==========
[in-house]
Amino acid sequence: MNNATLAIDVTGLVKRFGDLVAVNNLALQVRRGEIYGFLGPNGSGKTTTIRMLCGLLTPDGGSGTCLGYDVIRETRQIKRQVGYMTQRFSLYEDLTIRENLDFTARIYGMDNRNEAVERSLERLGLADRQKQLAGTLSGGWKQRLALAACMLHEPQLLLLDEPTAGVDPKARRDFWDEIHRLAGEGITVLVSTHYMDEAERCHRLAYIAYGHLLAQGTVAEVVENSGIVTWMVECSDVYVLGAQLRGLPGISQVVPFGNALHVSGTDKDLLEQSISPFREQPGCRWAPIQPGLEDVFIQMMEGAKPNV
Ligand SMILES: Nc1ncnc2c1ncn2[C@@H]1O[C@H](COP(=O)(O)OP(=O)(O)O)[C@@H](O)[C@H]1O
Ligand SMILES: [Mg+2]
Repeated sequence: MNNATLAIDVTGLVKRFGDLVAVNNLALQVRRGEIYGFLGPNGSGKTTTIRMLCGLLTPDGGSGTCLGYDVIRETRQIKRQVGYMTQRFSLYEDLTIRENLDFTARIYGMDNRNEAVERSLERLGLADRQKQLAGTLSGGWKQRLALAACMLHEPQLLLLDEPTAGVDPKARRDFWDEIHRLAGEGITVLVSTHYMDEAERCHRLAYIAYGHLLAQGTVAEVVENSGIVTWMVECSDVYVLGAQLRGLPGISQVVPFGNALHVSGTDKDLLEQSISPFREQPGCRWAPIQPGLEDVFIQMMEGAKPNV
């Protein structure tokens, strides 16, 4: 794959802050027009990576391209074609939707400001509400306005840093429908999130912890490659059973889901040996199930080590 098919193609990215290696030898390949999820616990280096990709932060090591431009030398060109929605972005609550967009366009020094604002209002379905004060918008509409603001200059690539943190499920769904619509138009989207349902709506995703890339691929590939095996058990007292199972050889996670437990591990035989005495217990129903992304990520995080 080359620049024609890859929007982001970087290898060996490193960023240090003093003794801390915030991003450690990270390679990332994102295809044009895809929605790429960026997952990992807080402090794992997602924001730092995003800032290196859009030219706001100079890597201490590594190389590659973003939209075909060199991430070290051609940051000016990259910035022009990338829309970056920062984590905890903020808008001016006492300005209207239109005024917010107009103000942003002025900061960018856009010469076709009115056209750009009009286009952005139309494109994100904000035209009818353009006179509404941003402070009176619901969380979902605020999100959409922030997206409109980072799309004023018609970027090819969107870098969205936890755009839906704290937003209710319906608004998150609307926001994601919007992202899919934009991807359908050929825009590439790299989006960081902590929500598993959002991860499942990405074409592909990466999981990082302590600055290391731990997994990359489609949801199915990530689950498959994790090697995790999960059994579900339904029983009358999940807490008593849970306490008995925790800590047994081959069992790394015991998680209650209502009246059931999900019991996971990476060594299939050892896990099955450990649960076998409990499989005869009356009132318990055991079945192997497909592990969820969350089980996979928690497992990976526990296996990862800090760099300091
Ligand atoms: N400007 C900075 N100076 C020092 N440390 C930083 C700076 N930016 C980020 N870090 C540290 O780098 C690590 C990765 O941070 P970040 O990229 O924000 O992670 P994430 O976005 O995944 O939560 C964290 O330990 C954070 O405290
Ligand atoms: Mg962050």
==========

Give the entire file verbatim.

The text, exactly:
[in-house]
Amino acid sequence: MNNATLAIDVTGLVKRFGDLVAVNNLALQVRRGEIYGFLGPNGSGKTTTIRMLCGLLTPDGGSGTCLGYDVIRETRQIKRQVGYMTQRFSLYEDLTIRENLDFTARIYGMDNRNEAVERSLERLGLADRQKQLAGTLSGGWKQRLALAACMLHEPQLLLLDEPTAGVDPKARRDFWDEIHRLAGEGITVLVSTHYMDEAERCHRLAYIAYGHLLAQGTVAEVVENSGIVTWMVECSDVYVLGAQLRGLPGISQVVPFGNALHVSGTDKDLLEQSISPFREQPGCRWAPIQPGLEDVFIQMMEGAKPNV
Ligand SMILES: Nc1ncnc2c1ncn2[C@@H]1O[C@H](COP(=O)(O)OP(=O)(O)O)[C@@H](O)[C@H]1O
Ligand SMILES: [Mg+2]
Repeated sequence: MNNATLAIDVTGLVKRFGDLVAVNNLALQVRRGEIYGFLGPNGSGKTTTIRMLCGLLTPDGGSGTCLGYDVIRETRQIKRQVGYMTQRFSLYEDLTIRENLDFTARIYGMDNRNEAVERSLERLGLADRQKQLAGTLSGGWKQRLALAACMLHEPQLLLLDEPTAGVDPKARRDFWDEIHRLAGEGITVLVSTHYMDEAERCHRLAYIAYGHLLAQGTVAEVVENSGIVTWMVECSDVYVLGAQLRGLPGISQVVPFGNALHVSGTDKDLLEQSISPFREQPGCRWAPIQPGLEDVFIQMMEGAKPNV
């Protein structure tokens, strides 16, 4: 794959802050027009990576391209074609939707400001509400306005840093429908999130912890490659059973889901040996199930080590 098919193609990215290696030898390949999820616990280096990709932060090591431009030398060109929605972005609550967009366009020094604002209002379905004060918008509409603001200059690539943190499920769904619509138009989207349902709506995703890339691929590939095996058990007292199972050889996670437990591990035989005495217990129903992304990520995080 080359620049024609890859929007982001970087290898060996490193960023240090003093003794801390915030991003450690990270390679990332994102295809044009895809929605790429960026997952990992807080402090794992997602924001730092995003800032290196859009030219706001100079890597201490590594190389590659973003939209075909060199991430070290051609940051000016990259910035022009990338829309970056920062984590905890903020808008001016006492300005209207239109005024917010107009103000942003002025900061960018856009010469076709009115056209750009009009286009952005139309494109994100904000035209009818353009006179509404941003402070009176619901969380979902605020999100959409922030997206409109980072799309004023018609970027090819969107870098969205936890755009839906704290937003209710319906608004998150609307926001994601919007992202899919934009991807359908050929825009590439790299989006960081902590929500598993959002991860499942990405074409592909990466999981990082302590600055290391731990997994990359489609949801199915990530689950498959994790090697995790999960059994579900339904029983009358999940807490008593849970306490008995925790800590047994081959069992790394015991998680209650209502009246059931999900019991996971990476060594299939050892896990099955450990649960076998409990499989005869009356009132318990055991079945192997497909592990969820969350089980996979928690497992990976526990296996990862800090760099300091
Ligand atoms: N400007 C900075 N100076 C020092 N440390 C930083 C700076 N930016 C980020 N870090 C540290 O780098 C690590 C990765 O941070 P970040 O990229 O924000 O992670 P994430 O976005 O995944 O939560 C964290 O330990 C954070 O405290
Ligand atoms: Mg962050």